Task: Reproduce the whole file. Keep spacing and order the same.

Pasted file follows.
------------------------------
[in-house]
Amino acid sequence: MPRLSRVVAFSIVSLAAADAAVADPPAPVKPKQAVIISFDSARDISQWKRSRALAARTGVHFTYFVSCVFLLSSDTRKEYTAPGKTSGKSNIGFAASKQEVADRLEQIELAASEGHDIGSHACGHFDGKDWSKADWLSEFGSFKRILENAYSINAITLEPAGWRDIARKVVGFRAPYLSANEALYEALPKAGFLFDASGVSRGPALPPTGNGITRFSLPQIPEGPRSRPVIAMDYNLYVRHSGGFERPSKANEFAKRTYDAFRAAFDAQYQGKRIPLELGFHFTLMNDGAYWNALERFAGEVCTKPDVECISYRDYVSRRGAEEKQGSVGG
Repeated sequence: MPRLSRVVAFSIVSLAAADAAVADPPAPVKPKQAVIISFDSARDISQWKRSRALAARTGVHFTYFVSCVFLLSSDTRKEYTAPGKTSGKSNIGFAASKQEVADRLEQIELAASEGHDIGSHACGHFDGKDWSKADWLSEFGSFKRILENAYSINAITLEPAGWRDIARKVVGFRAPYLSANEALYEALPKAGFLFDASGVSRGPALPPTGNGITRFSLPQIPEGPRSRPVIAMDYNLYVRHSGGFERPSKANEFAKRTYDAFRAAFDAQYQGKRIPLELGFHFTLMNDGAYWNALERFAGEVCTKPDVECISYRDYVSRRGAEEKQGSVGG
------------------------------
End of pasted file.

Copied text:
[in-house]
Amino acid sequence: MPRLSRVVAFSIVSLAAADAAVADPPAPVKPKQAVIISFDSARDISQWKRSRALAARTGVHFTYFVSCVFLLSSDTRKEYTAPGKTSGKSNIGFAASKQEVADRLEQIELAASEGHDIGSHACGHFDGKDWSKADWLSEFGSFKRILENAYSINAITLEPAGWRDIARKVVGFRAPYLSANEALYEALPKAGFLFDASGVSRGPALPPTGNGITRFSLPQIPEGPRSRPVIAMDYNLYVRHSGGFERPSKANEFAKRTYDAFRAAFDAQYQGKRIPLELGFHFTLMNDGAYWNALERFAGEVCTKPDVECISYRDYVSRRGAEEKQGSVGG
Repeated sequence: MPRLSRVVAFSIVSLAAADAAVADPPAPVKPKQAVIISFDSARDISQWKRSRALAARTGVHFTYFVSCVFLLSSDTRKEYTAPGKTSGKSNIGFAASKQEVADRLEQIELAASEGHDIGSHACGHFDGKDWSKADWLSEFGSFKRILENAYSINAITLEPAGWRDIARKVVGFRAPYLSANEALYEALPKAGFLFDASGVSRGPALPPTGNGITRFSLPQIPEGPRSRPVIAMDYNLYVRHSGGFERPSKANEFAKRTYDAFRAAFDAQYQGKRIPLELGFHFTLMNDGAYWNALERFAGEVCTKPDVECISYRDYVSRRGAEEKQGSVGG